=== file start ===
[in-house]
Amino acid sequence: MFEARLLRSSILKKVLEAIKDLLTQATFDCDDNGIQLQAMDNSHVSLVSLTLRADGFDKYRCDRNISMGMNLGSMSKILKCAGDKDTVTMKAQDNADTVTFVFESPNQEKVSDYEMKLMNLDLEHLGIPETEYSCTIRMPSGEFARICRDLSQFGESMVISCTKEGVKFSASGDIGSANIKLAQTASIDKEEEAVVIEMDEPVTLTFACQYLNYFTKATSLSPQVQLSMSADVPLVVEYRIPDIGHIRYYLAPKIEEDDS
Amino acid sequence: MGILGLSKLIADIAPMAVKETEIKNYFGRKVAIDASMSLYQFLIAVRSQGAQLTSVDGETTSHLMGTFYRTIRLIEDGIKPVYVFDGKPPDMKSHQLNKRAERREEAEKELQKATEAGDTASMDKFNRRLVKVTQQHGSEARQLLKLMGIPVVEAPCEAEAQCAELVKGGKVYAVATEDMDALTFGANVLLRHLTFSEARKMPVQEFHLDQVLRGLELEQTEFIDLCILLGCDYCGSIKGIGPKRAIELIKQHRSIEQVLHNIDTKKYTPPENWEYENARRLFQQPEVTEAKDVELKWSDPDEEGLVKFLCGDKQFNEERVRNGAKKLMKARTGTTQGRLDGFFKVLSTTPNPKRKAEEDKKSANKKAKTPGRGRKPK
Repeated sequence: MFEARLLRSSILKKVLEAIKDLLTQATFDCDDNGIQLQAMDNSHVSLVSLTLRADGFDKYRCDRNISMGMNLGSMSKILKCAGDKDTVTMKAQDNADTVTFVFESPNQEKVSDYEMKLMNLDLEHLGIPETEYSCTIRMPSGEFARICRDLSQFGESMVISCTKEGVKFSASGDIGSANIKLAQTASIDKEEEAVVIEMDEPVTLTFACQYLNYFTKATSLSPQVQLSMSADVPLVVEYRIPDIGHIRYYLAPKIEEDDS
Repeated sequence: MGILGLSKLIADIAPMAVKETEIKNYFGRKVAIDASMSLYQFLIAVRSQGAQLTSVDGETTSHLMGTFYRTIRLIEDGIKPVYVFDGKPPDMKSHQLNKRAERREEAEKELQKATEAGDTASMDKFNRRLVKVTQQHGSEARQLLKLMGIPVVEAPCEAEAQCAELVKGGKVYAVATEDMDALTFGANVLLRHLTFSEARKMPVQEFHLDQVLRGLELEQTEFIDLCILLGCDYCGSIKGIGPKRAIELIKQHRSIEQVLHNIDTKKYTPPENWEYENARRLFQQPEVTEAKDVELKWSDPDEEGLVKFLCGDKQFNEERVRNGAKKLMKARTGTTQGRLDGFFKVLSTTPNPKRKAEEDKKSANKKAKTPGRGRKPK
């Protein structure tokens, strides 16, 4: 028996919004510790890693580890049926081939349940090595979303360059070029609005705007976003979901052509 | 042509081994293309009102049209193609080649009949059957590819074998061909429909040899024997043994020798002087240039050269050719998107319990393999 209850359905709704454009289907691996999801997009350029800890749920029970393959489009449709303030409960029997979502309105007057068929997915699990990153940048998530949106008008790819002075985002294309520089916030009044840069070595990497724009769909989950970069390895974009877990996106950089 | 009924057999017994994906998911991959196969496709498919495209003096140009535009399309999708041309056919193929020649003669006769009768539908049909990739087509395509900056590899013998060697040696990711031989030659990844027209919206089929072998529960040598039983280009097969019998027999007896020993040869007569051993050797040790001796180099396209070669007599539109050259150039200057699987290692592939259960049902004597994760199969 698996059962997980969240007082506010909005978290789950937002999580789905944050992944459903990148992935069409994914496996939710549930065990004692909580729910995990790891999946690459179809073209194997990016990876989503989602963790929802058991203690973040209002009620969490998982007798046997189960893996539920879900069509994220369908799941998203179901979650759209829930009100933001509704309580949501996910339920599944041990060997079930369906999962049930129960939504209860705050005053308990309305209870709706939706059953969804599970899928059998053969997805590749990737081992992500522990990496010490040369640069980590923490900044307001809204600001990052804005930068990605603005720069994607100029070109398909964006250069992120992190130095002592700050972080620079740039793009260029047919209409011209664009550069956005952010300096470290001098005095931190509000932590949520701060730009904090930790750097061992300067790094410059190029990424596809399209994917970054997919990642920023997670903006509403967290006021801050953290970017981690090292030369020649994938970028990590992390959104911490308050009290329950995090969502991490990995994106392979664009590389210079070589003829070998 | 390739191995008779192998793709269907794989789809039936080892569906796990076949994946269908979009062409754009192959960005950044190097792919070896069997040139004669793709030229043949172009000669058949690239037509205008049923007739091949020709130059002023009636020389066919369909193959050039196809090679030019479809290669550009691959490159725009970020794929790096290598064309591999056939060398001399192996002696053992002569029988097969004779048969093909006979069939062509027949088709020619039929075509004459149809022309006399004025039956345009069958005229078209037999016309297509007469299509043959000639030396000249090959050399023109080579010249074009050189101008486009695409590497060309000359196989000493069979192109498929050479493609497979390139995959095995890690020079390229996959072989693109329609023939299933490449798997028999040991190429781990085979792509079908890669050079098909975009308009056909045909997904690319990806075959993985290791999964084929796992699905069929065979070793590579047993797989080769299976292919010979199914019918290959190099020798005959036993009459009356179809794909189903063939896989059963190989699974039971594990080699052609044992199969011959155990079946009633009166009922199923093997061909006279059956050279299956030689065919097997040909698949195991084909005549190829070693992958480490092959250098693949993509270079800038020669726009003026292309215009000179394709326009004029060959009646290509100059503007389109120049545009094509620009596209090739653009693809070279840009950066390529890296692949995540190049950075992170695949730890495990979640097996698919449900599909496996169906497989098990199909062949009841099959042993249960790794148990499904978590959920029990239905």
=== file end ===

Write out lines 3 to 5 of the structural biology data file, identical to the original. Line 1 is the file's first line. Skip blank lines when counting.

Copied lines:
Amino acid sequence: MGILGLSKLIADIAPMAVKETEIKNYFGRKVAIDASMSLYQFLIAVRSQGAQLTSVDGETTSHLMGTFYRTIRLIEDGIKPVYVFDGKPPDMKSHQLNKRAERREEAEKELQKATEAGDTASMDKFNRRLVKVTQQHGSEARQLLKLMGIPVVEAPCEAEAQCAELVKGGKVYAVATEDMDALTFGANVLLRHLTFSEARKMPVQEFHLDQVLRGLELEQTEFIDLCILLGCDYCGSIKGIGPKRAIELIKQHRSIEQVLHNIDTKKYTPPENWEYENARRLFQQPEVTEAKDVELKWSDPDEEGLVKFLCGDKQFNEERVRNGAKKLMKARTGTTQGRLDGFFKVLSTTPNPKRKAEEDKKSANKKAKTPGRGRKPK
Repeated sequence: MFEARLLRSSILKKVLEAIKDLLTQATFDCDDNGIQLQAMDNSHVSLVSLTLRADGFDKYRCDRNISMGMNLGSMSKILKCAGDKDTVTMKAQDNADTVTFVFESPNQEKVSDYEMKLMNLDLEHLGIPETEYSCTIRMPSGEFARICRDLSQFGESMVISCTKEGVKFSASGDIGSANIKLAQTASIDKEEEAVVIEMDEPVTLTFACQYLNYFTKATSLSPQVQLSMSADVPLVVEYRIPDIGHIRYYLAPKIEEDDS
Repeated sequence: MGILGLSKLIADIAPMAVKETEIKNYFGRKVAIDASMSLYQFLIAVRSQGAQLTSVDGETTSHLMGTFYRTIRLIEDGIKPVYVFDGKPPDMKSHQLNKRAERREEAEKELQKATEAGDTASMDKFNRRLVKVTQQHGSEARQLLKLMGIPVVEAPCEAEAQCAELVKGGKVYAVATEDMDALTFGANVLLRHLTFSEARKMPVQEFHLDQVLRGLELEQTEFIDLCILLGCDYCGSIKGIGPKRAIELIKQHRSIEQVLHNIDTKKYTPPENWEYENARRLFQQPEVTEAKDVELKWSDPDEEGLVKFLCGDKQFNEERVRNGAKKLMKARTGTTQGRLDGFFKVLSTTPNPKRKAEEDKKSANKKAKTPGRGRKPK